Last Monday’s Council meeting at Town Hall (October 25 2010) was a long affair. Plenty of things to consider for our City, but one which piqued my attention was what sounds like something completely innocuous – a workshop proposed on how to do community consultation – specifically around cycling infrastructure.

What’s so bad about that, I hear you ask? Well, a number of things raise my antennae.

The discussion around the proposal from Ald Thomas (originally to be discussed behind closed doors for some reason) ranged from being all about community consultation on cycling infrastructure projects – presumably existing and those still to come – to criticising the effectiveness of the current Sandy Bay bikeway proposal’s consultation process, to criticising elements of the Sandy Bay proposal itself, such as Copenhagen- style lanes, and even a criticism of the frequency of use of the current on-road bike lanes such as Molle St.

So what was the real purpose of his proposal? I am unclear. However some comments that came from members of Council around the table seemed to me to potentially undermine the current process of consultation in which Council is engaged.

The discussion failed to acknowledge that Hobart along with other councils through Cycling South has a comprehensive Strategic cycling plan for Greater Hobart. Our Council has signed off on this regional plan.

Hobart’s cycling infrastructure has a long way to go to be comparable to cycle-friendly cities such as Melbourne and Adelaide, but we have started to put the paths down in the places we can in order to improve overall cycling safety and pleasure, so that in turn becomes a lot more appealing for those who don’t – or won’t – ride currently.

I have heard all too many examples of people feeling too unsafe to ride on Hobart’s roads – some who have suffered a bad experience from other road users, or who just don’t feel safe on Hobart’s roads. A boost in confidence to these would-be riders would be far better boost to Tassie’s health stats too – fewer accidents, greater confidence and mobility, and better fitness because of more activity through cycling.

Unfortunately the debate put forward last Monday night in my opinion in the main was not around better cycling infrastructure, nor was it for a positive outcome for the Sandy Bay bikeway proposal. I was disturbed by what seemed to be a lack of willingness by some aldermen to hear from the original reports’ authors of Council’s Sandy Bay cycleway proposal report (SKM), was utterly rejected (and yet Ald Thomas’ accepted motion has asked for the company who put forward a counter-proposal by GHD to actually present at the proposed workshop, setting up a potential bias of information). This to me shows that many around the table were disappointingly not interested at this point in getting to the facts from those whose report we as a Council had commissioned!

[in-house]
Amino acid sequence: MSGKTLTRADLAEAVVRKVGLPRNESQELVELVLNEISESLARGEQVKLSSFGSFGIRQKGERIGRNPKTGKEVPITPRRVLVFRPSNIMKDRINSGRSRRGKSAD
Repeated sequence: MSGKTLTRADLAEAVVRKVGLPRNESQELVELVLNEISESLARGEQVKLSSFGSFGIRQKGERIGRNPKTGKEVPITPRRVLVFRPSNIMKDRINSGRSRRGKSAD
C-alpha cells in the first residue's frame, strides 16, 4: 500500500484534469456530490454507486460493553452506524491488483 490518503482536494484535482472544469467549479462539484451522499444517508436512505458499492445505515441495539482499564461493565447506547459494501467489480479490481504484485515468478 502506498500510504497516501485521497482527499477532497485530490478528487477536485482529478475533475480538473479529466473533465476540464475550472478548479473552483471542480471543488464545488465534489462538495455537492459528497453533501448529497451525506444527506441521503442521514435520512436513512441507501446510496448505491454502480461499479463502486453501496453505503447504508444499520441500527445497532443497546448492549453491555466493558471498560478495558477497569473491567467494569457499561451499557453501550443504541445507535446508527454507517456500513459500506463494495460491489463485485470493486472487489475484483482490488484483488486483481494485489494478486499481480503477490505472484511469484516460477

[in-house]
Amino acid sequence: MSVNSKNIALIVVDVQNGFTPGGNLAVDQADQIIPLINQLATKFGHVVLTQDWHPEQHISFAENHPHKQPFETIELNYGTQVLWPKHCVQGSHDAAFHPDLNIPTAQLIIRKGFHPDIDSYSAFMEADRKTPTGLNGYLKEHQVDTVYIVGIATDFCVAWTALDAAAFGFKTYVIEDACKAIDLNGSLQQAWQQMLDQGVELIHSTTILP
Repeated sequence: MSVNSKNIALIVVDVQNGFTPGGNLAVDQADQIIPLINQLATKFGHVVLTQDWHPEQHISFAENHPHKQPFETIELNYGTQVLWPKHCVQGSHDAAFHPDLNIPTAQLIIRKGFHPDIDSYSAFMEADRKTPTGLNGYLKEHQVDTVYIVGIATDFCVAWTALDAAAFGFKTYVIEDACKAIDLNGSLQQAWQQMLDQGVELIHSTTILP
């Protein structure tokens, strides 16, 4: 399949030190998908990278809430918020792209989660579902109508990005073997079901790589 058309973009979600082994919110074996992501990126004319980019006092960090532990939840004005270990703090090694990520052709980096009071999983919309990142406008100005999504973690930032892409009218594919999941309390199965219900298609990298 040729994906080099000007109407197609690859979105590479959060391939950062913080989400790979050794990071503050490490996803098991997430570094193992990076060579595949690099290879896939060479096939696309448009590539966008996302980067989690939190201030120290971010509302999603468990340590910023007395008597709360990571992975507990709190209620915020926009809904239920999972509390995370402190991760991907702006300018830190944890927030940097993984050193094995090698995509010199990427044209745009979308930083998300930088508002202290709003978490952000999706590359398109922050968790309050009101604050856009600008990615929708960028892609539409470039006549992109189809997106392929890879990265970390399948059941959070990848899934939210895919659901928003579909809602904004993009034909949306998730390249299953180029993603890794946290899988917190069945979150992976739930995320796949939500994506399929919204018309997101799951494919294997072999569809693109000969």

My fear is that the proposed workshop now starts a parallel process and with that is the opportunity to disrupt the significant public engagement already under way in the process to date, that this makes it a divisive issue, and I reiterate my call from before for calm rather than knee-jerk politicizing to occur.

Like it or not, we have started a process. We have had a significant number of submissions – well over 1000 which is very good. People are seriously talking about meaningful infrastructure for cycling and pedestrian safety.

Whilst these represent people both for and against the current proposal, it is a significantly successful process in community engagement – and I would contend has been a very thorough process of ongoing community consultation.

From this current public engagement we should be able to improve on the current model – the current model is not a done deal by any means – it is a starting point.

There is always room for improvement, particularly when it comes to the imprecise science of community engagement, but my fear is that a new layer to an existing process has the potential to cloud the issue.

Our Council can, and I believe has a responsibility to be visionary to make Hobart a better place working for the best possible outcomes for the population generally.

I have ridden the proposed route many times. I invite any Alderman to take a tour from the saddle along the proposed bike route to get a feel for what should be a safer, state of the art cycling facility for our city.

*Alderman Burnet is chair of the HCC’s Bicycle Advisory Committee and was recently elected as Deputy Chair of Cycling South for a second term.